In high school, Marilyn had asked her principal if she could take shop instead of home economics. Home ec was required of all sophomore girls, and Marilyn’s mother, Doris Walker, was the teacher. Marilyn had been at the top of her class since sixth grade, but the principal still denied her request, telling her that she would find the shop equipment difficult to use and that she would be a “distraction” to the boys in the class. In home ec, Marilyn sulks and thinks about the phrase “keeping house.” When Marilyn was three, her father left, but her mother continued to wear makeup at all times and changed outfits before dinner “even though there was no husband to impress.” Marilyn purposefully messes up all her home ec assignments, and her mother warns her that she knows she is trying to “prove” something but that she will fail her daughter anyway.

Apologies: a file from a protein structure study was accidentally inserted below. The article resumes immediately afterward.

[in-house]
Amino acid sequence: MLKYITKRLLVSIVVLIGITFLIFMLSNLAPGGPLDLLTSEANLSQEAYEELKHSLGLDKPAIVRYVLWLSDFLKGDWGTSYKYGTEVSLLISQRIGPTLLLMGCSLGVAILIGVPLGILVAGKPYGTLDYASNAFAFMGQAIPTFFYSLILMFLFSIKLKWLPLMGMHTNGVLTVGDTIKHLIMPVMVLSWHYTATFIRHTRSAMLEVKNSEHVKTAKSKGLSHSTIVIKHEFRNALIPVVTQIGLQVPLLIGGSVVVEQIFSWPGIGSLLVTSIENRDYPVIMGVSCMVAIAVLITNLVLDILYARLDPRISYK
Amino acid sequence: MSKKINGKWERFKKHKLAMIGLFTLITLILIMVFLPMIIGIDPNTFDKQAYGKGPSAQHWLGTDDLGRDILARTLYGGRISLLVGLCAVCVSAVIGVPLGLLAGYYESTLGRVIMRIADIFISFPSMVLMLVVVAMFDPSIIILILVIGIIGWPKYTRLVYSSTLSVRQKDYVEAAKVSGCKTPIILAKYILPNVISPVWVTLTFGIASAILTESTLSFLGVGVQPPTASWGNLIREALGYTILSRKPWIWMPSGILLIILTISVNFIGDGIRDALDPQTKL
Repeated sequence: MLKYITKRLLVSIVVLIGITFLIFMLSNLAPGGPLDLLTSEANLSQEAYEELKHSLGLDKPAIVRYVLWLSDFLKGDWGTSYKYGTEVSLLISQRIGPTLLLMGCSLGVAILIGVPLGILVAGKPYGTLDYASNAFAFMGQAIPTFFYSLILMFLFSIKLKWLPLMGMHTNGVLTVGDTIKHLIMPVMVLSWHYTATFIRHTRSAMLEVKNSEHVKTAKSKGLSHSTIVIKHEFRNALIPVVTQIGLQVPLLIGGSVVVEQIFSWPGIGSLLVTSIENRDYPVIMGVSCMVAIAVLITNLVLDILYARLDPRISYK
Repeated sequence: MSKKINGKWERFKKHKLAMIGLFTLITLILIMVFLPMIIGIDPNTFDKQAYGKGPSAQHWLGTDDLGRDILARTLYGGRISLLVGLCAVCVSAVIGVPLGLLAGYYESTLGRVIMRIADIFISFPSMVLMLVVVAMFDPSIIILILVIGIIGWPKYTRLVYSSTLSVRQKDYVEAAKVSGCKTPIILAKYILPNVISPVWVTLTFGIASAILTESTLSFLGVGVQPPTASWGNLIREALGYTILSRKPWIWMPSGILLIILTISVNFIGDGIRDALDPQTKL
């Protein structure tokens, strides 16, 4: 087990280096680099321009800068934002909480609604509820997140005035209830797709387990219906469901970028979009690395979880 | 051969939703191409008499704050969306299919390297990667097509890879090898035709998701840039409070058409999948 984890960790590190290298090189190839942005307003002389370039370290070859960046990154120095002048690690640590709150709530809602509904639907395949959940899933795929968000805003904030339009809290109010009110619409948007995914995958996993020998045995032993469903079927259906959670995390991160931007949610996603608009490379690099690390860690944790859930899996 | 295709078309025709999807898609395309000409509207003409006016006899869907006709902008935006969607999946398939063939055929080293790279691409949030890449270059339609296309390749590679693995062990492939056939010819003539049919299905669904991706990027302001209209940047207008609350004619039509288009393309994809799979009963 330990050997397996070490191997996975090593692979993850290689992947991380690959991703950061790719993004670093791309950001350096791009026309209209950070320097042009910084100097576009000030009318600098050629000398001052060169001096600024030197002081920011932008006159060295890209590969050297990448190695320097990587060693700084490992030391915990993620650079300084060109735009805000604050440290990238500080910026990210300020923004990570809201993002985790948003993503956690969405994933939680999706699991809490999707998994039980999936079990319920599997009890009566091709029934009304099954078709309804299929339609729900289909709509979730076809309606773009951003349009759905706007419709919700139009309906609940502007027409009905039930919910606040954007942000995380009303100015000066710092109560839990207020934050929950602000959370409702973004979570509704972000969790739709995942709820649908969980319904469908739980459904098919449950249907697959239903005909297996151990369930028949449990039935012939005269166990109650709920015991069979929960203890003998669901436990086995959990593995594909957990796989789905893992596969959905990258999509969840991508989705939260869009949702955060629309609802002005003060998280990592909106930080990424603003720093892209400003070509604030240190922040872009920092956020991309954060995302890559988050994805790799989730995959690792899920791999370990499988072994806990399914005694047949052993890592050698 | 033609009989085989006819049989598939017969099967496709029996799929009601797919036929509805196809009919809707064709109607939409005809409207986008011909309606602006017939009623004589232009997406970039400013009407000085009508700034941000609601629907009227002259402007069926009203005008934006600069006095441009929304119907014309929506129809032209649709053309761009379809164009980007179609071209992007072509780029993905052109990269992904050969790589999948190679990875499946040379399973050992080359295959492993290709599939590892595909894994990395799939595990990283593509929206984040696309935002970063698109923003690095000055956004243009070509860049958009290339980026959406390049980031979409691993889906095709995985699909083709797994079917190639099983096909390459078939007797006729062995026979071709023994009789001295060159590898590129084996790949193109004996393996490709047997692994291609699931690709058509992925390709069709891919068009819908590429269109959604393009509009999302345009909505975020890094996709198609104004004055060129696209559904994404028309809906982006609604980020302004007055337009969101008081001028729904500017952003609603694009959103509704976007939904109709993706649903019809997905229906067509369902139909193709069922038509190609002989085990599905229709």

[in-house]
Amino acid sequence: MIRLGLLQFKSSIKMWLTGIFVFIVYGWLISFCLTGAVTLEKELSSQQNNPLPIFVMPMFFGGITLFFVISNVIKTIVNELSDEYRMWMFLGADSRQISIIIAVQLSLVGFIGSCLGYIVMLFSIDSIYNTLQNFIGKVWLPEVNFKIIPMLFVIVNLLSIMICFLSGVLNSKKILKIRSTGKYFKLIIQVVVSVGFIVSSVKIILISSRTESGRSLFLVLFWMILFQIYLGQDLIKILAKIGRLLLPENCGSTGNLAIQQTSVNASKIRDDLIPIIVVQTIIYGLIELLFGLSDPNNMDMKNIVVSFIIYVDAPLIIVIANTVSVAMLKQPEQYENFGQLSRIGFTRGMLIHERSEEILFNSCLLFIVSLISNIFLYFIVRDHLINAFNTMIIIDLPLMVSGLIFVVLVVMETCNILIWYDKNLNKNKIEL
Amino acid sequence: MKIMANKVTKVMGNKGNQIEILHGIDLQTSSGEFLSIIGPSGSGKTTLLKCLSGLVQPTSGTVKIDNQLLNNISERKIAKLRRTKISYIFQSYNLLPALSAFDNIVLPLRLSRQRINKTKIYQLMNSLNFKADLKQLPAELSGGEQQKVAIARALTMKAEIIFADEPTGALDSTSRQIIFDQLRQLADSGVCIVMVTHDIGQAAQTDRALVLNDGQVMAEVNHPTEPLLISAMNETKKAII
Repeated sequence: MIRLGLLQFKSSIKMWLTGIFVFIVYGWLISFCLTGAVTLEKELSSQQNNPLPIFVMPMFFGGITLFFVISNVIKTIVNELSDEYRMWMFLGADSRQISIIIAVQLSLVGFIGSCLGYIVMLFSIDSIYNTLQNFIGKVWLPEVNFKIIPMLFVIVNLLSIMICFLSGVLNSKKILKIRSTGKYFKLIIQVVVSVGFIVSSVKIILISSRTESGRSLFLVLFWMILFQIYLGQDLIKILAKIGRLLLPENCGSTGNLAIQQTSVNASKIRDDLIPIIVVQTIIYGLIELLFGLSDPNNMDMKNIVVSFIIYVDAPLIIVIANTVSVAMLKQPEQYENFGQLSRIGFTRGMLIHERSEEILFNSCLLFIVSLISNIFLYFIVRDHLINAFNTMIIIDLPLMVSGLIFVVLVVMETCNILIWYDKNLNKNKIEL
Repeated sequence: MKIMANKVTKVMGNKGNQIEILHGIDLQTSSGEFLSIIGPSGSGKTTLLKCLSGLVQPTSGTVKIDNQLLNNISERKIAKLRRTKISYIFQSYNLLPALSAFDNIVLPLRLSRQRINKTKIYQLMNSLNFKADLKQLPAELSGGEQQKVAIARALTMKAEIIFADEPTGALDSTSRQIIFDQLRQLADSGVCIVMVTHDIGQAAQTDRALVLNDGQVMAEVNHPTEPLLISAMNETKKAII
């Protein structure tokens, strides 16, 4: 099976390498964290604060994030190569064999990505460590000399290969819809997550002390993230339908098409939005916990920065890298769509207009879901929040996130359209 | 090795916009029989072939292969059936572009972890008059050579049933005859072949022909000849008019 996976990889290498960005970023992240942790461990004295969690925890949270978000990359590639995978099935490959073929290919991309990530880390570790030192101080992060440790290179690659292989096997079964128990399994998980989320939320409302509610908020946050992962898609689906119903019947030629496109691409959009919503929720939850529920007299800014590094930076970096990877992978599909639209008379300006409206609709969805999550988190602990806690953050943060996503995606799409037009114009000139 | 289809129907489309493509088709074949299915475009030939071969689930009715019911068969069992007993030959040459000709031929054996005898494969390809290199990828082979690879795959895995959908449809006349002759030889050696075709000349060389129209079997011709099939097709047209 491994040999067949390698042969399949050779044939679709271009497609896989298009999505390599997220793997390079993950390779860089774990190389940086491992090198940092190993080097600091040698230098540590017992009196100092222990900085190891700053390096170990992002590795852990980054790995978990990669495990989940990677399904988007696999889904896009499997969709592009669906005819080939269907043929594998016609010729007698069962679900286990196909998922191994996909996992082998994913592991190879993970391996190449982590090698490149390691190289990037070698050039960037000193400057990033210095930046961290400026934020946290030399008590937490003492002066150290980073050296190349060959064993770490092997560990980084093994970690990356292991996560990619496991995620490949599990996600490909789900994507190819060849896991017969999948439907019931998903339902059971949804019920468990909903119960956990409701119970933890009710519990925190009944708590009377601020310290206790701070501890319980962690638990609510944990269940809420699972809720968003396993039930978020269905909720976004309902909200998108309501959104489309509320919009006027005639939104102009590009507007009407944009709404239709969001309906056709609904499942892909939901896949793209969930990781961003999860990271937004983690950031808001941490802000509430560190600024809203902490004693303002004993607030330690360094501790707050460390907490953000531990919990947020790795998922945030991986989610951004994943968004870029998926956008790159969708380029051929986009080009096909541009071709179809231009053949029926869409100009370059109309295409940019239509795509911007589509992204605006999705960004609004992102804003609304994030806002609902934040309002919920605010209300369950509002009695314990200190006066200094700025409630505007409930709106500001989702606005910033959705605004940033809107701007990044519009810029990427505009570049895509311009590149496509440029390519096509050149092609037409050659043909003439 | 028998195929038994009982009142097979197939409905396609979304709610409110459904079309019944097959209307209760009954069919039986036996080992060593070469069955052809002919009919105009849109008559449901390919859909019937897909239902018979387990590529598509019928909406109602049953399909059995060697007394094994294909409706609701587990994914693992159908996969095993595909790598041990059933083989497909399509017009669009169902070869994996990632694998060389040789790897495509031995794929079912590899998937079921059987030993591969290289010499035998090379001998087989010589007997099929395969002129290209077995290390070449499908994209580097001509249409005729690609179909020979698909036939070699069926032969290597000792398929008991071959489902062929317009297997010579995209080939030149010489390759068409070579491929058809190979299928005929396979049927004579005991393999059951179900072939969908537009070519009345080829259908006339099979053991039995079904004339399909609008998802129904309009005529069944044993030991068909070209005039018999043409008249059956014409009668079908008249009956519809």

Both Marilyn and her mother excel at what they do—Marilyn is a perfect student with a natural aptitude for academics, and Doris is an elegant, accomplished housewife who looks picture-perfect at all times. However, the extreme contradiction in the two women’s ideas of success creates an unbridgeable tension between them. Marilyn is so determined not to fulfill her mother’s ideal that she purposefully aims to receive a bad home economics grade. This act suggests that rebelling against one’s parents can sometimes risk turning into an act of self-sabotage.
Doris grew up eighty miles from Charlottesville and has never left her hometown. When Marilyn is admitted to Radcliffe, Doris tells her daughter how proud she is and assures her that she will meet “a lot of wonderful Harvard men.” It always bothers Marilyn that her mother ended up being right about this. At Radcliffe, Marilyn remains intensely dedicated to her academic work, stimulated by the vision of herself in a doctor’s white coat. She is determined to make a life for herself that doesn’t resemble her mother’s in any way. However, in the beginning of her junior year she meets a man, “just as her mother predicted.”